A transgender man who was told he couldn’t get pregnant, has now given birth to a beautiful baby boy.
28-year-old Wyley Simpson, from Texas, had been undergoing testosterone therapy and hadn’t experienced a menstrual period for some time when he found out he was pregnant in February 2018.
The pregnancy came as somewhat of a surprise to Wyley and his fiancé, Stephen Gaeth, 28, and they initially did not feel ready for fatherhood.
However, Wyley proceeded with his pregnancy, often having to deal with unkind comments and judgement from strangers.
I was nervous. I was very emotional, I started crying. I didn’t know what to do.
I was already worried as this was my first pregnancy.
But I was also nervous because I had to deal with a lot of stigma behind me being a pregnant man.
Alongside receiving rude comments from other people, the pregnancy took a lot for me emotionally.
Having gone through the transitioning process since I was 21 years old, having a physical baby bump was something so feminine that it messed with my head.
But it was all worth it to have Rowan and to become a father – I wouldn’t have changed a thing.
Wyley, who still has female reproductive organs, gave birth to Rowan, through an emergency C-section in September 2018. Six months on, he and Stephen are enjoying their new family life.
Speaking of the first few month with his son, Wyley said:
Once my physical bump had disappeared and I was able to take my hormones again, I felt good about everything.
Myself and Stephan suddenly turned into a gay couple with a baby, as opposed to me being a pregnant man.
And Rowan is amazing, he made all of the mental and physical pain completely worth it.
Now myself and Stephan are just revelling in fatherhood and can’t wait to continue our journey as a family.
Going forward, Wyley does not intend to carry another child, and hopes to undergo a full transition at some point in the future:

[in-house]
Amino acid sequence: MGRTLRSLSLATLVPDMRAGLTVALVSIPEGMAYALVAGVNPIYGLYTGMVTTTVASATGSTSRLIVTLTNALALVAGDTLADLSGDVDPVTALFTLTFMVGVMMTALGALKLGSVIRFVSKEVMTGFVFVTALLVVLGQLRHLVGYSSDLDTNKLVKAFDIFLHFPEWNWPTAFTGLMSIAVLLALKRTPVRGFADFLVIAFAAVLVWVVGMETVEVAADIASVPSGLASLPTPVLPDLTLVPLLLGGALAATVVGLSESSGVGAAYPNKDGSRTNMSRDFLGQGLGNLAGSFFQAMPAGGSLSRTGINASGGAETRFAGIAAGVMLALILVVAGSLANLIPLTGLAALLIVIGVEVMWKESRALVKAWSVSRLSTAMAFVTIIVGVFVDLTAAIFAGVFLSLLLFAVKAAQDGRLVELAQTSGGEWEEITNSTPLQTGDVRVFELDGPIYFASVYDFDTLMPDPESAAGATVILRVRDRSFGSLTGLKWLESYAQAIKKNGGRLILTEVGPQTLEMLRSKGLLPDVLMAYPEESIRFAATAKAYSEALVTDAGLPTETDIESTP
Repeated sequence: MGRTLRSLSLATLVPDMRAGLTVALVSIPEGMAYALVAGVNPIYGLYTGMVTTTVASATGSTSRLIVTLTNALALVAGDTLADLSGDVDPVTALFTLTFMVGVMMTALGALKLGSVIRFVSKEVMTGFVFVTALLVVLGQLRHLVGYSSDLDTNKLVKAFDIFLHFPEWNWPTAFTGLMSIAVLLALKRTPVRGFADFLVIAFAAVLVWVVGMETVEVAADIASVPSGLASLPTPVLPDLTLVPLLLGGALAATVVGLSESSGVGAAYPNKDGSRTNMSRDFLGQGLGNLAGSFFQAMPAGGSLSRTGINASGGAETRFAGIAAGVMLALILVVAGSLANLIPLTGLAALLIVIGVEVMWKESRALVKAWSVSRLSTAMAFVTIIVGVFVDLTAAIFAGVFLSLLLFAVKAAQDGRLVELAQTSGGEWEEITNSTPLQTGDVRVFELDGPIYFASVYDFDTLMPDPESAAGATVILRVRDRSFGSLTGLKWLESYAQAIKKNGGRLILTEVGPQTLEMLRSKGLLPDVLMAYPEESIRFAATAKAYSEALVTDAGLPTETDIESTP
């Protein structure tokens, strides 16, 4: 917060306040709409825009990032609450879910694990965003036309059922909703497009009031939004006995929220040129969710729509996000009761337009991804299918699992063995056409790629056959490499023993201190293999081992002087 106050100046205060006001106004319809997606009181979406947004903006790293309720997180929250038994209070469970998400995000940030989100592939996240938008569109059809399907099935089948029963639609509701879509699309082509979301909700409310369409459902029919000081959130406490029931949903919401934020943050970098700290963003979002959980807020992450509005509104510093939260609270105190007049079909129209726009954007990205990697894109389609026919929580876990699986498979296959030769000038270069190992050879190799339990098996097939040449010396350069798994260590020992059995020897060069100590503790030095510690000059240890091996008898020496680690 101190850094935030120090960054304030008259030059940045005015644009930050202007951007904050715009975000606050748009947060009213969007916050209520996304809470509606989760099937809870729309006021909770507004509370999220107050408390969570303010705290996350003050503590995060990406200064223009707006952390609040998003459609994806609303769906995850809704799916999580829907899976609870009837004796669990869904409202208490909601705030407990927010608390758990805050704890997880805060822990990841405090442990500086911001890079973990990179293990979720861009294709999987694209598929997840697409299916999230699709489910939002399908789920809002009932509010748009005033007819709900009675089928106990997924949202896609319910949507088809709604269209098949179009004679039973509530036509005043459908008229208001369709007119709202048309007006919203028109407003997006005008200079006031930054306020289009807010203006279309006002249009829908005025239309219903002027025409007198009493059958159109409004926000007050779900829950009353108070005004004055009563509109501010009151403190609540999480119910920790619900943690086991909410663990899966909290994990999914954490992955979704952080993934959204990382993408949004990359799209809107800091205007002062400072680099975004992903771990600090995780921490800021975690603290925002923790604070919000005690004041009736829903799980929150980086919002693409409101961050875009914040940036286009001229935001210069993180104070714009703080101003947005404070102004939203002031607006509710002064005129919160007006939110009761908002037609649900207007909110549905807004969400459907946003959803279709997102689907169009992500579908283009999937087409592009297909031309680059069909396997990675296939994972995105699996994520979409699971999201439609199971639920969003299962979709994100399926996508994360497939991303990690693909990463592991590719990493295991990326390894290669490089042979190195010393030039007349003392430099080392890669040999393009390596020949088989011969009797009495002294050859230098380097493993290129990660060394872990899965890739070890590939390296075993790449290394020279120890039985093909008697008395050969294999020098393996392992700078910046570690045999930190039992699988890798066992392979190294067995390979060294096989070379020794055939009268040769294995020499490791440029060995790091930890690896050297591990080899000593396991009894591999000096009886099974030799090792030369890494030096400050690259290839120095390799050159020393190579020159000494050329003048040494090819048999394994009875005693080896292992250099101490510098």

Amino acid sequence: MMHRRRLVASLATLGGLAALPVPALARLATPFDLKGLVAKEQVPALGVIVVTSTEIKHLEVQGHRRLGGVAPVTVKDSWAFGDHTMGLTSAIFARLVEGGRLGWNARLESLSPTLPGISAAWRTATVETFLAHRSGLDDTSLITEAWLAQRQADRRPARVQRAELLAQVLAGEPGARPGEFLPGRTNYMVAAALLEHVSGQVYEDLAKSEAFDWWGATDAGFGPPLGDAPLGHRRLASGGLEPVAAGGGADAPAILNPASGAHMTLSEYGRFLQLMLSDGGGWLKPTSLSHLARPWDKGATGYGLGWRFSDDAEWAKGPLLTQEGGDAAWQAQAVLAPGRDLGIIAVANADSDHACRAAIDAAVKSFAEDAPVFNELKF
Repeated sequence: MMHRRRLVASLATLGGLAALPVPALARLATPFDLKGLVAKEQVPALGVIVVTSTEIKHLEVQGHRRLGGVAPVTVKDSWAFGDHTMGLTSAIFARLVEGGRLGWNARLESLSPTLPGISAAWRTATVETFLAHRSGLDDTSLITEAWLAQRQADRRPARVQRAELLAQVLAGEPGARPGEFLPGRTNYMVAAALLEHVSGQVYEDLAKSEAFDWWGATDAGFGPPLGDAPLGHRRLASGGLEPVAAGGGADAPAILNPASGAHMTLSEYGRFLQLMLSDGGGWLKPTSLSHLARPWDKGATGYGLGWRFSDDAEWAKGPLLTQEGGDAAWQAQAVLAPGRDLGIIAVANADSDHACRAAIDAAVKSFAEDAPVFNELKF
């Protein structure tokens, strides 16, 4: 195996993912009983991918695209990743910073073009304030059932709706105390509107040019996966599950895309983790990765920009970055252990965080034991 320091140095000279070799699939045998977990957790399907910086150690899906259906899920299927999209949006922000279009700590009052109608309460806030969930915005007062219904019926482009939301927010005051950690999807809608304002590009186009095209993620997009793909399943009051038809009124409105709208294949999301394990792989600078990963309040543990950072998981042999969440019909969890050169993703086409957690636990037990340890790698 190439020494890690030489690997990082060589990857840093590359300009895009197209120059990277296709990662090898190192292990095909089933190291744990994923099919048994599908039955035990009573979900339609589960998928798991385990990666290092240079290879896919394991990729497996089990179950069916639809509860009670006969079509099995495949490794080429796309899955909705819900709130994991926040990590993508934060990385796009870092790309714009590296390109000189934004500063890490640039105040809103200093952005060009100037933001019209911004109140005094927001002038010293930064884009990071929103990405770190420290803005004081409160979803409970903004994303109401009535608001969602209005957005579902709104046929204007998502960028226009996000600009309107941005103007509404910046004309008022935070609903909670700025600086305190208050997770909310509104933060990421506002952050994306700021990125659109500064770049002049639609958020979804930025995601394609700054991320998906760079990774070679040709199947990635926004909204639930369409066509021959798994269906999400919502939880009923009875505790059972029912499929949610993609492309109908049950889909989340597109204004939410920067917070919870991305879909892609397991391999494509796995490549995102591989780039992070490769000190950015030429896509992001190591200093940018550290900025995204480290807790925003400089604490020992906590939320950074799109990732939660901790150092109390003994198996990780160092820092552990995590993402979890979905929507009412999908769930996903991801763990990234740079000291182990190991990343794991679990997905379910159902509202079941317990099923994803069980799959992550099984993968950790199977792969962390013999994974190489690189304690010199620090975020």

I am looking to fully transition in the future, so the likelihood of having another child naturally is unlikely.
It was a great feeling to be able to carry Rowan, feeling him kick and going to baby scans, but for me as a person, it isn’t something I can continue to do.
I don’t see myself as any less of a man because of what happened, but I just do not identify in such a feminine way as to be pregnant – so it won’t be happening again.
But I am glad that I got to go through something as amazing and natural as birthing my own child, it’s definitely made mine and Rowan’s bond so much closer.
Congratulations to Wyley and Stephen on the birth of their beautiful son!
If you’ve been affected by any of these issues, and want to speak to someone in confidence contact Mindline Trans+ on 0300 330 5468. The line is open Mondays and Fridays, 8 pm to midnight and is run by trans volunteers.
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Jules studied English Literature with Creative Writing at Lancaster University before earning her masters in International Relations at Leiden University in The Netherlands (Hoi!). She then trained as a journalist through News Associates in Manchester. Jules has previously worked as a mental health blogger, copywriter and freelancer for various publications.